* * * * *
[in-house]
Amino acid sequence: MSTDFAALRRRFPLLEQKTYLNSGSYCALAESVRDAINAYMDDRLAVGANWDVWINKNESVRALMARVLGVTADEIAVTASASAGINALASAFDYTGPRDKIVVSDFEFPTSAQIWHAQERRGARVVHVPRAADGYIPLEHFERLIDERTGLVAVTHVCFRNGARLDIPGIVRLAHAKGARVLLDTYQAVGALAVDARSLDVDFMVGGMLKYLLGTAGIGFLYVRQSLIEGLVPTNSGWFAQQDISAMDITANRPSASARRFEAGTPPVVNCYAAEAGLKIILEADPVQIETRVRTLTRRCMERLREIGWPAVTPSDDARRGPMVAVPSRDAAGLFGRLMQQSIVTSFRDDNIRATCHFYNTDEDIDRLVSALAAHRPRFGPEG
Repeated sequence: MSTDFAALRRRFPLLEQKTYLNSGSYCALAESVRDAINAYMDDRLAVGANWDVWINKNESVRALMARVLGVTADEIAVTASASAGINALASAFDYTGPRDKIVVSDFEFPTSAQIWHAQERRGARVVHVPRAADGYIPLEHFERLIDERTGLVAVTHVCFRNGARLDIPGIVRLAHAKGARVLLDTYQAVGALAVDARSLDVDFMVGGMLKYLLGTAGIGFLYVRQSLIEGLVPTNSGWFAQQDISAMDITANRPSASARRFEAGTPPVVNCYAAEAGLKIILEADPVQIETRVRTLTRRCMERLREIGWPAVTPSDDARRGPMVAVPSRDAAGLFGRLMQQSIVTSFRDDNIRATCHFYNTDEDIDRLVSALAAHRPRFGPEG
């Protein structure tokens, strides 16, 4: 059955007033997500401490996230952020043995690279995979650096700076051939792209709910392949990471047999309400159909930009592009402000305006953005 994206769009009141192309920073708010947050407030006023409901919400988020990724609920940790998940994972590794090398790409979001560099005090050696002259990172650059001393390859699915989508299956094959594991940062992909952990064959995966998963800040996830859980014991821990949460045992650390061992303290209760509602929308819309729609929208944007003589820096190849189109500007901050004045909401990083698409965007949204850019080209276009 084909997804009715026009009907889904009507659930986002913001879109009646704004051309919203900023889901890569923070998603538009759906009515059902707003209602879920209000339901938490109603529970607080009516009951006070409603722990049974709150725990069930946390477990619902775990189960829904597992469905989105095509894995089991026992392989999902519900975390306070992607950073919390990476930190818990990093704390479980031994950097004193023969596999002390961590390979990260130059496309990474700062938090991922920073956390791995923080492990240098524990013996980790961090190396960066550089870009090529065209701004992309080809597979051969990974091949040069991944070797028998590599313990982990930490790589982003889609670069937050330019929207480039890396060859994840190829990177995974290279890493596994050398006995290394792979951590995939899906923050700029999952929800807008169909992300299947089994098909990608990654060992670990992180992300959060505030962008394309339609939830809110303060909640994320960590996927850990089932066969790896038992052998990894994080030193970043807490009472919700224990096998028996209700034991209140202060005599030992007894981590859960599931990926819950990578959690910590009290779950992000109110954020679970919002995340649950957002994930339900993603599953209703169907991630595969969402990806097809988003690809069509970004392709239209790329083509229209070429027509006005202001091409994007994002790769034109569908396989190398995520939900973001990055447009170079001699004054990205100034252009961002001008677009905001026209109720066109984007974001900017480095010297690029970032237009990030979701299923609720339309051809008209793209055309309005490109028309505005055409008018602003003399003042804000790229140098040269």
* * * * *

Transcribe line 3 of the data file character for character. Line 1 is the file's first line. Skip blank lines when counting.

Repeated sequence: MSTDFAALRRRFPLLEQKTYLNSGSYCALAESVRDAINAYMDDRLAVGANWDVWINKNESVRALMARVLGVTADEIAVTASASAGINALASAFDYTGPRDKIVVSDFEFPTSAQIWHAQERRGARVVHVPRAADGYIPLEHFERLIDERTGLVAVTHVCFRNGARLDIPGIVRLAHAKGARVLLDTYQAVGALAVDARSLDVDFMVGGMLKYLLGTAGIGFLYVRQSLIEGLVPTNSGWFAQQDISAMDITANRPSASARRFEAGTPPVVNCYAAEAGLKIILEADPVQIETRVRTLTRRCMERLREIGWPAVTPSDDARRGPMVAVPSRDAAGLFGRLMQQSIVTSFRDDNIRATCHFYNTDEDIDRLVSALAAHRPRFGPEG